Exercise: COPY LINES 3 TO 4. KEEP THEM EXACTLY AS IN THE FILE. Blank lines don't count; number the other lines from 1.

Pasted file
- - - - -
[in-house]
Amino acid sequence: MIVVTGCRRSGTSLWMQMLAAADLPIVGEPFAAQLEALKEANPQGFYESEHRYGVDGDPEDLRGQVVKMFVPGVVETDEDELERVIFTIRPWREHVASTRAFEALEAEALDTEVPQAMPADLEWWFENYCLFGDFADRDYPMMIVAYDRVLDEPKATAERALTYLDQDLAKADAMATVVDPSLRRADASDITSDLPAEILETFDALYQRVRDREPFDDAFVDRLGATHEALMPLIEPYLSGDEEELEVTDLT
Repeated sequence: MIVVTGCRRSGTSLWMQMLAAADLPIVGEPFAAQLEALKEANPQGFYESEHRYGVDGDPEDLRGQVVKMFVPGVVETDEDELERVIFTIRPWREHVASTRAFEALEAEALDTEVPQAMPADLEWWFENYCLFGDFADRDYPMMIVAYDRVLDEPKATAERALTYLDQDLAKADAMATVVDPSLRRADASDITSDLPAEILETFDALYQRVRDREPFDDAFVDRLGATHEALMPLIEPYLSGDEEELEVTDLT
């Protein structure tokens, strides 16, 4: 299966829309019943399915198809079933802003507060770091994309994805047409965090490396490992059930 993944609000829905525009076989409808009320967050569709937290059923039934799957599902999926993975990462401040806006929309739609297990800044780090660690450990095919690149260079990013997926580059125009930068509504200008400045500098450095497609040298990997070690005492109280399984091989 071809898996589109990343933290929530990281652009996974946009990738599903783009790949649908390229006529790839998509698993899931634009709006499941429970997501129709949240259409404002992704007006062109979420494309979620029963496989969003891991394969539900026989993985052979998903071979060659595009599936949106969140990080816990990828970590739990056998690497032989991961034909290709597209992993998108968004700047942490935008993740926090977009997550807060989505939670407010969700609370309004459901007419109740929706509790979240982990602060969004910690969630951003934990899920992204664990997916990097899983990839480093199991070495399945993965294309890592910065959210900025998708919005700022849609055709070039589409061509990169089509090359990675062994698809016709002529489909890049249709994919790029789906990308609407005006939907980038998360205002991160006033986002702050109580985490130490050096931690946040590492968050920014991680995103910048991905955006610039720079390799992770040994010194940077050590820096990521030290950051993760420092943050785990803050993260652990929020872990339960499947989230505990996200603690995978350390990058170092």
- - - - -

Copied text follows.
Repeated sequence: MIVVTGCRRSGTSLWMQMLAAADLPIVGEPFAAQLEALKEANPQGFYESEHRYGVDGDPEDLRGQVVKMFVPGVVETDEDELERVIFTIRPWREHVASTRAFEALEAEALDTEVPQAMPADLEWWFENYCLFGDFADRDYPMMIVAYDRVLDEPKATAERALTYLDQDLAKADAMATVVDPSLRRADASDITSDLPAEILETFDALYQRVRDREPFDDAFVDRLGATHEALMPLIEPYLSGDEEELEVTDLT
């Protein structure tokens, strides 16, 4: 299966829309019943399915198809079933802003507060770091994309994805047409965090490396490992059930 993944609000829905525009076989409808009320967050569709937290059923039934799957599902999926993975990462401040806006929309739609297990800044780090660690450990095919690149260079990013997926580059125009930068509504200008400045500098450095497609040298990997070690005492109280399984091989 071809898996589109990343933290929530990281652009996974946009990738599903783009790949649908390229006529790839998509698993899931634009709006499941429970997501129709949240259409404002992704007006062109979420494309979620029963496989969003891991394969539900026989993985052979998903071979060659595009599936949106969140990080816990990828970590739990056998690497032989991961034909290709597209992993998108968004700047942490935008993740926090977009997550807060989505939670407010969700609370309004459901007419109740929706509790979240982990602060969004910690969630951003934990899920992204664990997916990097899983990839480093199991070495399945993965294309890592910065959210900025998708919005700022849609055709070039589409061509990169089509090359990675062994698809016709002529489909890049249709994919790029789906990308609407005006939907980038998360205002991160006033986002702050109580985490130490050096931690946040590492968050920014991680995103910048991905955006610039720079390799992770040994010194940077050590820096990521030290950051993760420092943050785990803050993260652990929020872990339960499947989230505990996200603690995978350390990058170092």